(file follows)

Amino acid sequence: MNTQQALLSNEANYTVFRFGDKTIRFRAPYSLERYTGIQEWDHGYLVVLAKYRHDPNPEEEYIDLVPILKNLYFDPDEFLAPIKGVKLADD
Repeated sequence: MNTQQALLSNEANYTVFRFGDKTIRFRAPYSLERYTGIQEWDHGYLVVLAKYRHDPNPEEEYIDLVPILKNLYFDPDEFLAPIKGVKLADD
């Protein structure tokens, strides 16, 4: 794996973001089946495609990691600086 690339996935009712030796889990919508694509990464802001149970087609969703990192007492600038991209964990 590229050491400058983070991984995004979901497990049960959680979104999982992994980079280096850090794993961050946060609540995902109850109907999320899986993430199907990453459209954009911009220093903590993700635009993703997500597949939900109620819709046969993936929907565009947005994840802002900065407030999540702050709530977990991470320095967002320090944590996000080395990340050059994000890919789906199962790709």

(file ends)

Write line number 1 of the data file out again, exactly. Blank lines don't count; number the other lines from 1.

Amino acid sequence: MNTQQALLSNEANYTVFRFGDKTIRFRAPYSLERYTGIQEWDHGYLVVLAKYRHDPNPEEEYIDLVPILKNLYFDPDEFLAPIKGVKLADD